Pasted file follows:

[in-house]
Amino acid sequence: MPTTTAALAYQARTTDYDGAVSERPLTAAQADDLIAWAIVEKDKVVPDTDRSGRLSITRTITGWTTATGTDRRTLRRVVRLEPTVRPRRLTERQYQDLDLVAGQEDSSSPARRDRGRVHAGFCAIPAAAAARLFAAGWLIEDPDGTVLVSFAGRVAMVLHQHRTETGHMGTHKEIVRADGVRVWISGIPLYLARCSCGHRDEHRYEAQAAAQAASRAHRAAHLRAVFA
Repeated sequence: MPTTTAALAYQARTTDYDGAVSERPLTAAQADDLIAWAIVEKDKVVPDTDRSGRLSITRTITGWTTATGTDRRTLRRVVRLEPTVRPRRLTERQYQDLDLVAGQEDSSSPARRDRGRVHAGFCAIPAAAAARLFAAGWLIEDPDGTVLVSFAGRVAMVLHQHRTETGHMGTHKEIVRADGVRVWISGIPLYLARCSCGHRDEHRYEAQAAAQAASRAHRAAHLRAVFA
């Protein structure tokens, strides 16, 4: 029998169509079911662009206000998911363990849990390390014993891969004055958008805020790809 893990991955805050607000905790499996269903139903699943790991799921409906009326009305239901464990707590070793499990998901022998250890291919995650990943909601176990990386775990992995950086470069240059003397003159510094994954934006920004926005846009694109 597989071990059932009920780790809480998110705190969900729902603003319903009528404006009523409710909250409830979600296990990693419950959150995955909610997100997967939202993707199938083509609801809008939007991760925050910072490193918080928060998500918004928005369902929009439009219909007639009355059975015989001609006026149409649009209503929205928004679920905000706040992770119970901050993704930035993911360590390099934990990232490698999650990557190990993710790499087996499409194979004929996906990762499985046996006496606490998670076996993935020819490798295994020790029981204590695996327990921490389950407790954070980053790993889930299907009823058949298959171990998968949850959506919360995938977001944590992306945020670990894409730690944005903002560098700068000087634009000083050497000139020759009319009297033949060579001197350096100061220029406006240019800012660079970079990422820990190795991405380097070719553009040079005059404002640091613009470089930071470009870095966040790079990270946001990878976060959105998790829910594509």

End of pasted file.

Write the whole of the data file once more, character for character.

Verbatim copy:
[in-house]
Amino acid sequence: MPTTTAALAYQARTTDYDGAVSERPLTAAQADDLIAWAIVEKDKVVPDTDRSGRLSITRTITGWTTATGTDRRTLRRVVRLEPTVRPRRLTERQYQDLDLVAGQEDSSSPARRDRGRVHAGFCAIPAAAAARLFAAGWLIEDPDGTVLVSFAGRVAMVLHQHRTETGHMGTHKEIVRADGVRVWISGIPLYLARCSCGHRDEHRYEAQAAAQAASRAHRAAHLRAVFA
Repeated sequence: MPTTTAALAYQARTTDYDGAVSERPLTAAQADDLIAWAIVEKDKVVPDTDRSGRLSITRTITGWTTATGTDRRTLRRVVRLEPTVRPRRLTERQYQDLDLVAGQEDSSSPARRDRGRVHAGFCAIPAAAAARLFAAGWLIEDPDGTVLVSFAGRVAMVLHQHRTETGHMGTHKEIVRADGVRVWISGIPLYLARCSCGHRDEHRYEAQAAAQAASRAHRAAHLRAVFA
């Protein structure tokens, strides 16, 4: 029998169509079911662009206000998911363990849990390390014993891969004055958008805020790809 893990991955805050607000905790499996269903139903699943790991799921409906009326009305239901464990707590070793499990998901022998250890291919995650990943909601176990990386775990992995950086470069240059003397003159510094994954934006920004926005846009694109 597989071990059932009920780790809480998110705190969900729902603003319903009528404006009523409710909250409830979600296990990693419950959150995955909610997100997967939202993707199938083509609801809008939007991760925050910072490193918080928060998500918004928005369902929009439009219909007639009355059975015989001609006026149409649009209503929205928004679920905000706040992770119970901050993704930035993911360590390099934990990232490698999650990557190990993710790499087996499409194979004929996906990762499985046996006496606490998670076996993935020819490798295994020790029981204590695996327990921490389950407790954070980053790993889930299907009823058949298959171990998968949850959506919360995938977001944590992306945020670990894409730690944005903002560098700068000087634009000083050497000139020759009319009297033949060579001197350096100061220029406006240019800012660079970079990422820990190795991405380097070719553009040079005059404002640091613009470089930071470009870095966040790079990270946001990878976060959105998790829910594509």